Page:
Apr. 7th, 2008

jackofallgeeks: (Default)
So, recently there was a horror/suspense movie in theatres called "The Eye," which apparently had as
it's premise a combination of cellular memory and psychic phenomenon. In
the movie, a girl who has an eye transplant (I didn't know that sort of
thing happened) starts to see how people will die shortly before they do,
and presumably learns that the eye's donor had similar powers. I never saw
the movie, but it looked interesting and Cellular Memory is an
actual medical phenomenon. People have taken up smoking habits, speech
mannerisms, and behavioral quirks of their donors after recieving
transplants. Fascinating.

This morning one of the first articles I found was on a guy who killed
himself the same
way his donor did
. Now the article doesn't get too specific, basically
the guy shot himself and if the only similarity in their suicides is "death
by bullet wound," that's a pretty tenuous link. Still, it gets weirder when
they say that this guy had previously married his donor's widow. In
an interview with the guy in 2006 (I think), he said that when he met her
(after corresponding with his donor's family to offer his thanks) it was
like he'd known her for years. The point is, he kind of did; his heart
remembered her. And, apparently, it also remembered whatever demons plagued
it's original owner, and the method and motivation that owner had for
silencing those demons.
jackofallgeeks: (Write)
[A clipping from the Chicago Tribune, dated July 9th, 2036.]

The machine had been invented a few years ago: a machine that could tell, from just a sample of your blood, how you were going to die. It didn't give you the date and it didn't give you specifics. It just spat out a sliver of paper upon which were printed, in careful block letters, the words "DROWNED" or "CANCER" or "OLD AGE" or "CHOKED ON A HANDFUL OF POPCORN." It let people know how they were going to die.

The problem with the machine is that nobody really knew how it worked, which wouldn't actually have been that much of a problem if the machine worked as well as we wished it would. But the machine was frustratingly vague in its predictions: dark, and seemingly delighting in the ambiguities of language. "OLD AGE," it had already turned out, could mean either dying of natural causes, or shot by an bedridden man in a botched home invasion. The machine captured that old-world sense of irony in death — you can know how it's going to happen, but you'll still be surprised when it does.

The realization that we could now know how we were going to die had changed the world: people became at once less fearful and more afraid. There's no reason not to go skydiving if you know your sliver of paper says "BURIED ALIVE." The realization that these predictions seemed to revel in turnabout and surprise put a damper on things. It made the predictions more sinister — yes, if you were going to be buried alive you weren't going to be electrocuted in the bathtub, but what if in skydiving you landed in a gravel pit? What if you were buried alive not in dirt but in something else? And would being caught in a collapsing building count as being buried alive? For every possibility the machine closed, it seemed to open several more, with varying degrees of plausibility. By that time, of course, the machine had been reverse engineered and duplicated, its internal workings being rather simple to construct, given our example. And yes, we found out that its predictions weren't as straightforward as they seemed upon initial discovery at about the same time as everyone else did. We tested it before announcing it to the world, but testing took time — too much, since we had to wait for people to die. After four years had gone by and three people died as the machine predicted, we shipped it out the door. There were now machines in every doctor's office and in booths at the mall. You could pay someone or you could probably get it done for free, but the result was the same no matter what machine you went to. They were, at least, consistent.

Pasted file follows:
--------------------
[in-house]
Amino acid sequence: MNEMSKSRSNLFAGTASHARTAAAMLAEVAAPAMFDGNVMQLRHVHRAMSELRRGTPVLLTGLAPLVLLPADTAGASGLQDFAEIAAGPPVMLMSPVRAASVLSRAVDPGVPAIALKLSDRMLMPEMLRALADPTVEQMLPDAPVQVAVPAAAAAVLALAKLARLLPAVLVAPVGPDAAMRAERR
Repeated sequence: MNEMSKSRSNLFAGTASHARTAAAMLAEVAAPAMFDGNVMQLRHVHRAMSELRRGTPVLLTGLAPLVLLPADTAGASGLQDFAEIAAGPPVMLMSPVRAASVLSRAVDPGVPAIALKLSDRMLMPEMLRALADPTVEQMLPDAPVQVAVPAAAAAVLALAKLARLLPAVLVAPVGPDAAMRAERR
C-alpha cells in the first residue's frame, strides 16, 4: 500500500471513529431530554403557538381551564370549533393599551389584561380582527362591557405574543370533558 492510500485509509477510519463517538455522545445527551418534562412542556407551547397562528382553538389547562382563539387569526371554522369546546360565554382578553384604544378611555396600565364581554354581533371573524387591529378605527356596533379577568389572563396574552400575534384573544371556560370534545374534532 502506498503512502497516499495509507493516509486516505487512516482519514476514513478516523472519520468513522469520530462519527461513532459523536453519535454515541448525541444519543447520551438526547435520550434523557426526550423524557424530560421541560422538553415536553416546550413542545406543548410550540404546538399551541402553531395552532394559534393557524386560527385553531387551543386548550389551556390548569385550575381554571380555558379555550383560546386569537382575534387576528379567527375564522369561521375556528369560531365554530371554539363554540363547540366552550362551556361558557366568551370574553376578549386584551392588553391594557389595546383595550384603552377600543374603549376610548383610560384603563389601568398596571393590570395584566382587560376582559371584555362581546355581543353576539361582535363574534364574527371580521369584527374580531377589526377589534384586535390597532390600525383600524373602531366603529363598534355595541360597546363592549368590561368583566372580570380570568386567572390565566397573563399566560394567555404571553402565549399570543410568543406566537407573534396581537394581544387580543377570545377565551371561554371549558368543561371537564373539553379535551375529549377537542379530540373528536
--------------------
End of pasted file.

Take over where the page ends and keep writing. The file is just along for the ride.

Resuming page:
Letter from the Editor )

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John Noble

August 2012

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